While you likely won’t be setting up your own studio, the advances in LED’s benefit you as well. First, a majority of LED lights can be run off both AC electrical current and DC battery. That means you can just grab and go, if you need to. Not to mention, they weigh about ¼ of what they used to.
The Basic Set-up
You can pick up a decent kit on Amazon with 2-3 lights for anywhere from $150-$1000. There are several options out there – it can easily get overwhelming. You’ll want something with 2-3 LED panels that are dimmable and have at least dual color temperature settings (3200K/5600K). The good LED panels come with their own masking boxes, but double check before buying. You’ll also have an easier time if you get at least 1 tripod, preferably 1 for each light.
If you’re looking for a shortcut, my friends over at No Film School have done the research and suggest this $250 kit for folks on a budget.
If you’re a little handy, and you have more time than money, you can put together a DIY light kit for around $100, shopping at Home Depot or Lowes. Luke Leonard, from Full Sail Film School in Winter Park, FL, explains how in this video.
Wait. Go Back. Color Temperature?
Most people don’t notice it, or only notice it when they change bulbs, but different types of lights give off different colors. Remember the yellow cast I mentioned for fluorescents? These color differences are referred to as color temperatures.
Soft light, which is used in most homes, especially in bedrooms and dining rooms, is 2700 Kelvins. It has a yellowish white tone to it. The brighter Cool light that you’ll find in most bathrooms and kitchens is 4100 Kelvins. It appears mostly white. And Daylight, which comes off as a bluish white, is 5-6500 Kelvins.
So the lighting you use to ADD brightness and hue to the subject of your camera needs to exceed the naturally available standard light – hence the warmer 3200K indoors and cooler toned 5600K outside. So you need that switch or dial on the LED panel that allows you to use it properly, and make sure its set to the correct setting.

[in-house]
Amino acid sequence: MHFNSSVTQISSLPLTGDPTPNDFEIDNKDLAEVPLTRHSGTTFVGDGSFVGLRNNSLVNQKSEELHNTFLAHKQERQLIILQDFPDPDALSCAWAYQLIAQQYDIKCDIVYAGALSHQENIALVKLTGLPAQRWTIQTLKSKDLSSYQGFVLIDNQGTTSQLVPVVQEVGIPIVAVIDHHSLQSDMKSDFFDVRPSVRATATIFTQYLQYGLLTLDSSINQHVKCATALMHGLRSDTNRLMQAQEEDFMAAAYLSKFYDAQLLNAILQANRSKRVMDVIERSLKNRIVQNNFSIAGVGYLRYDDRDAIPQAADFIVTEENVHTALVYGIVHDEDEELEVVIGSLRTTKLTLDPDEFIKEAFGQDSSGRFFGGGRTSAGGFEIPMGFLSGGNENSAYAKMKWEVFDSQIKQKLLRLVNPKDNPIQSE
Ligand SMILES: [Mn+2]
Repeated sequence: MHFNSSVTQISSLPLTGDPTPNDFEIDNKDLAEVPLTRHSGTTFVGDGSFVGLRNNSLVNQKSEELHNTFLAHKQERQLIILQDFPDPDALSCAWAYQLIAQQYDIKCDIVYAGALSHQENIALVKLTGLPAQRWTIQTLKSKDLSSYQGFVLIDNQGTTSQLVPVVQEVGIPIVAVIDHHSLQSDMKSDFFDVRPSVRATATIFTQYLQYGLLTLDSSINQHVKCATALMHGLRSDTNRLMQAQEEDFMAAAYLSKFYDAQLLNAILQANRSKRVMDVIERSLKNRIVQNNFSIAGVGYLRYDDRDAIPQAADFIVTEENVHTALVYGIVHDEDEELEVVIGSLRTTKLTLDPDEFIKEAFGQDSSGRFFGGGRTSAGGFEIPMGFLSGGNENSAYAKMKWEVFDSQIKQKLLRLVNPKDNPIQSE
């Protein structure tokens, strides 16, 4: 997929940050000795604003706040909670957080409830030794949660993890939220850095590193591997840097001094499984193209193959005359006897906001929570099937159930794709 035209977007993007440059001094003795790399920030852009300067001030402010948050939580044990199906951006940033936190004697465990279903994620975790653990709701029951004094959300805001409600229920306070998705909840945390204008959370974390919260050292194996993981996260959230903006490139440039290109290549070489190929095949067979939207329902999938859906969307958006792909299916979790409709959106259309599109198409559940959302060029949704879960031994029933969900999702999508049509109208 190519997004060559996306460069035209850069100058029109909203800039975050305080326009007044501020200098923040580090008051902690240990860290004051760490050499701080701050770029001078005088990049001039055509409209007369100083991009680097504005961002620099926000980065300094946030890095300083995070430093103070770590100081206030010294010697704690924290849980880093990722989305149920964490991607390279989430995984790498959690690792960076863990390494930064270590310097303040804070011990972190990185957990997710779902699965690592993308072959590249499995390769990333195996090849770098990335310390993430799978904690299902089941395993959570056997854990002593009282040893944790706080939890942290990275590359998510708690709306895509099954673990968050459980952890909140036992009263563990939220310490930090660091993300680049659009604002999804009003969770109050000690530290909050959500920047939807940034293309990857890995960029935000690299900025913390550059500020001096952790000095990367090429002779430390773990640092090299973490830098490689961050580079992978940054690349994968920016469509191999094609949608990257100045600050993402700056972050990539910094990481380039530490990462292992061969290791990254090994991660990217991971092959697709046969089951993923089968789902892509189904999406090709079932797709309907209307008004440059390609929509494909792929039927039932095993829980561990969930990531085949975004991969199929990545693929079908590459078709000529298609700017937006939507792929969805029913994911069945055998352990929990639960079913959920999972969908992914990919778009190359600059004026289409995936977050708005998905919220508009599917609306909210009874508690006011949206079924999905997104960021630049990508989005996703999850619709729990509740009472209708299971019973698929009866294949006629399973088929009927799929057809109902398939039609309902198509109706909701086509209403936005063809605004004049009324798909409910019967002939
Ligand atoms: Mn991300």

Let’s Talk About 3-Point Lighting
While 3-point lighting was originally developed for shooting theater, then adapted for film, it’s good to get at least a basic understanding of how it works, so you can utilize it in your video shoots.
In Shakespeare’s day, of course, theater performances were almost entirely outdoors and so whatever was on stage was what you saw. As electrical lighting started being more widely used, stage managers found they could control where the audience’s attention was drawn by how they placed the lights. This, of course, led to the cliché, ‘you’re standing in my light.’
The simplest way to control light is with three specific sources: key, fill, and back.
The Key Light
The key light serves as the main source of light for your subject (product, interview, you, etc.). When you’re outside, the sun is the obvious key light, and you should position the person or object with the sun shining directly on it – not behind, as that will obscure it.
Inside, you would use your largest LED as your key light, making sure its center is aimed at the center of your subject.
The Fill Light
The fill light also shines on the subject, but from the side. As the name implies, it ‘fills in’ extra light on the side of your face or product, to make it stand out and be clearer. Typically, a fill light is also set at a slightly lower angle than the key light. Its main purpose is to banish unwanted shadows.
If you’re going for a fancy lighting effect, the fill light is usually the one you change to add shadows, make an interesting light cut across a subject, or other stylish touches. In truth, most marketing videos won’t need this, but I’m mentioning it just in case.
The Back Light
You may hear this light source also referred to as a hair light, a rim light, or a shoulder light. If you only have two lights, the back light is the one you skip. The main purpose of the back light is to add depth to your scene. Back lights shine on the back of the subject, adding an extra “rim” or highlight of light that makes your eye see a separation between the subject and the background. It can also add some additional contour.
If you’re budget is too tight to add a third light, an easy substitute is to get a reflector. You can get a professional one for $10-20 on Amazon (or even a white foam board will work). A reflector can be used to, well, reflect light from one direction, into your back light, or even your fill light. It’s also useful if you want a softer, subtler feel to your back light. Properly placed, you can even get spill over from the key light reflected back as the back light. For more extensive uses of a reflector, check this article out.